More rapid than eagles his coursers they came,
And he whistled and shouted, and called them by name;

“Now, DASHER! now, DANCER! now, PRANCER and VIXEN!
To the top of the porch, to the top of the wall!
Now dash away, dash away, dash away all!”

As dry leaves that before the wild hurricane fly,
When they meet with an obstacle, mount to the sky,
So up to the house-top the coursers they flew,
With the sleigh full of toys, and St. Nicholas too.

And then in a twinkling, I heard on the roof
The prancing and pawing of each little hoof.
As I drew in my head, and was turning around,
Down the chimney St. Nicholas came with a bound.

He was dressed all in fur, from his head to his foot,
And his clothes were all tarnished with ashes and soot;
A bundle of toys he had flung on his back,
And he looked like a peddler just opening his pack.

His eyes — how they twinkled! His dimples, how merry!
His cheeks were like roses, his nose like a cherry!
His droll little mouth was drawn up like a bow,
And the beard on his chin was as white as the snow.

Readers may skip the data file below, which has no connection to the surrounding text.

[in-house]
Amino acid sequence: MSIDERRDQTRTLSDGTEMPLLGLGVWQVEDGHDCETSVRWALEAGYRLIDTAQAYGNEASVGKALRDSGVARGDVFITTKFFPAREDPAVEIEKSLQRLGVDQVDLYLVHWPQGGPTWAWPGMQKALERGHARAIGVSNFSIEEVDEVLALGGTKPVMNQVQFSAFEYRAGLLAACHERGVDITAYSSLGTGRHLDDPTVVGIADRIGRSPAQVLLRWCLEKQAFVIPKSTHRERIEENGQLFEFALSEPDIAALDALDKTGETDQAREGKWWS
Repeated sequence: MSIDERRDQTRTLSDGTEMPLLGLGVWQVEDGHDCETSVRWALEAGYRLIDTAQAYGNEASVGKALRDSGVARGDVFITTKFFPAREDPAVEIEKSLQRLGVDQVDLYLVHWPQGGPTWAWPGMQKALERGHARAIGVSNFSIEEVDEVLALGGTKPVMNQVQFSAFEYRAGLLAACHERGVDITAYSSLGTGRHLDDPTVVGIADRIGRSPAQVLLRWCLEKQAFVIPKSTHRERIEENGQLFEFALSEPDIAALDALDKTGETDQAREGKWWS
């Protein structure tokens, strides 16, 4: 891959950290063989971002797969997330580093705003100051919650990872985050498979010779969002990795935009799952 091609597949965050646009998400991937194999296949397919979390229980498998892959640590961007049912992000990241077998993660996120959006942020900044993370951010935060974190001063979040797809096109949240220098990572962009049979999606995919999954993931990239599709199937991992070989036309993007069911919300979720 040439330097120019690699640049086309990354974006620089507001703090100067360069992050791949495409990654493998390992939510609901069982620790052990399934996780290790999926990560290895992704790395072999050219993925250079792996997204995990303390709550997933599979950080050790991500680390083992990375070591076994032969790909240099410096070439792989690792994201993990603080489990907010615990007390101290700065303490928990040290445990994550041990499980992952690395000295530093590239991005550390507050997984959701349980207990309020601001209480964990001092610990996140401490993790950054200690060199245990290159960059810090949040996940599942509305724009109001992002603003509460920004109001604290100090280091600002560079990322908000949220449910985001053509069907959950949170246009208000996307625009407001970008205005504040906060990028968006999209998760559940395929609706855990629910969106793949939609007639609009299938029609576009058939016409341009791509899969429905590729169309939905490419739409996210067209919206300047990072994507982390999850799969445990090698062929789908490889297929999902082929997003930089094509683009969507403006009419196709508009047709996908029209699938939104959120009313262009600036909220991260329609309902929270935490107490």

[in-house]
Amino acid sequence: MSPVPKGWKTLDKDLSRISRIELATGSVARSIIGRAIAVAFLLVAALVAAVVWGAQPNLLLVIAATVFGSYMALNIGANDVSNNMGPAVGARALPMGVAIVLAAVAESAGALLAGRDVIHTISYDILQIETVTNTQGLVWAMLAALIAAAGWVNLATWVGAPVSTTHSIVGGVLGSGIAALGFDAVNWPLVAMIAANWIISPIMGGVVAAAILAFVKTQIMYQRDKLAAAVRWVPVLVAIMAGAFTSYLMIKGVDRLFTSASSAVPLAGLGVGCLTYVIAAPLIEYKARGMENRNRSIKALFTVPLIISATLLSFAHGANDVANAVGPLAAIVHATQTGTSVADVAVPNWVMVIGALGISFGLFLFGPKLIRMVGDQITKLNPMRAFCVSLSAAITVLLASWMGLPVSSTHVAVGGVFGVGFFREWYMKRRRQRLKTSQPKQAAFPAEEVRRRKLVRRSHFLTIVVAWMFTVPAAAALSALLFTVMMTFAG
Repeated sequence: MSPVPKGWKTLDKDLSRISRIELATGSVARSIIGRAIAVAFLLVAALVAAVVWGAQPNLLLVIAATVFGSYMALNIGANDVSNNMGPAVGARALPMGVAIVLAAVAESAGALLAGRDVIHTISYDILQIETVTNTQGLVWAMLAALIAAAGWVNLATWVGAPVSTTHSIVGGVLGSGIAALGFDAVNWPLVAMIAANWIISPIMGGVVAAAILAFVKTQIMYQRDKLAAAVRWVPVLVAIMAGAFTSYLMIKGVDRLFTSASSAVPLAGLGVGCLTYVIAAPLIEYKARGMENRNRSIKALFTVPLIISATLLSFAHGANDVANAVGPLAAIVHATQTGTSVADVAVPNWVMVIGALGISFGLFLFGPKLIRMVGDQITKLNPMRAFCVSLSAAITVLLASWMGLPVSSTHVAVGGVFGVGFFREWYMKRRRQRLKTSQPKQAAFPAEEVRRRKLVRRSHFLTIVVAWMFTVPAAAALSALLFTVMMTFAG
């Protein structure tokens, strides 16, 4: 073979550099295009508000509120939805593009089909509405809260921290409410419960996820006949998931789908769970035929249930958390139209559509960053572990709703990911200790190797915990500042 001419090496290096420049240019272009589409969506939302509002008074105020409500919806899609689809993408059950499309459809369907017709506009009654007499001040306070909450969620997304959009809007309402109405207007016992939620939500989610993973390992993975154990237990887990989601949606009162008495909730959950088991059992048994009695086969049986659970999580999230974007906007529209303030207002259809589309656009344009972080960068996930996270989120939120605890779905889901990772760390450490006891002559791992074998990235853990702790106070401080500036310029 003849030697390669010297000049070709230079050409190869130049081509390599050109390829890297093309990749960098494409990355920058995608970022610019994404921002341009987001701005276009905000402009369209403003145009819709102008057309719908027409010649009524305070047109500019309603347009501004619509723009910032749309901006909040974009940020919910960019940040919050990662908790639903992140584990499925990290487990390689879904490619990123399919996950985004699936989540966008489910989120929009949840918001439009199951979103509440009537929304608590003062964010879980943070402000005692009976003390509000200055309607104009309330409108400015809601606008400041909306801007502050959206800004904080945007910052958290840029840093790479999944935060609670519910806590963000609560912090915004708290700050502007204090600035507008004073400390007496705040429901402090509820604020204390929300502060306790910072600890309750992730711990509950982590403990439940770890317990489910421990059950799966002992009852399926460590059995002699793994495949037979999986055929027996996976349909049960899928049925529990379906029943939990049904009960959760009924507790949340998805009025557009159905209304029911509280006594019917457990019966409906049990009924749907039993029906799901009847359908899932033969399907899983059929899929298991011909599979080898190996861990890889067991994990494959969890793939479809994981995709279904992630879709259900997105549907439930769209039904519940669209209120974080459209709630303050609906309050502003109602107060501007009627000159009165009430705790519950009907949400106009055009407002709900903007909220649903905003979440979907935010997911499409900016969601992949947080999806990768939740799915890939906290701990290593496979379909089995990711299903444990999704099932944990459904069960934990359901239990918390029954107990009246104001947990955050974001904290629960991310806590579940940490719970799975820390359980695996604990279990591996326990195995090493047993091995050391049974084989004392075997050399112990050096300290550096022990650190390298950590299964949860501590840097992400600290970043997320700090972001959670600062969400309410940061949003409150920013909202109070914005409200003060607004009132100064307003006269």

The stump of a pipe he held tight in his teeth,
And the smoke it encircled his head like a wreath;
He had a broad face and a little round belly,
That shook when he laughed like a bowlful of jelly.

He was chubby and plump, a right jolly old elf,
And I laughed when I saw him, in spite of myself.
A wink of his eye and a twist of his head,
Soon gave me to know I had nothing to dread.

He spoke not a word but went straight to his work
And filled all the stockings; then turned with a jerk,
And laying his finger aside of his nose,
And giving a nod, up the chimney he rose.

He sprang to his sleigh, to his team gave a whistle,
And away they all flew like the down of a thistle.
But I heard him exclaim, ere he drove out of sight,

I wish you and your families a very Merry Christmas, and God bless.

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This episode has been prepared for informational purposes only and is not intended to provide and should not be relied upon for tax, legal or accounting advice. You should consult your own tax, legal and accounting advisors. Investment advisory services offered through Keystone Financial Services, an SEC registered investment advisor.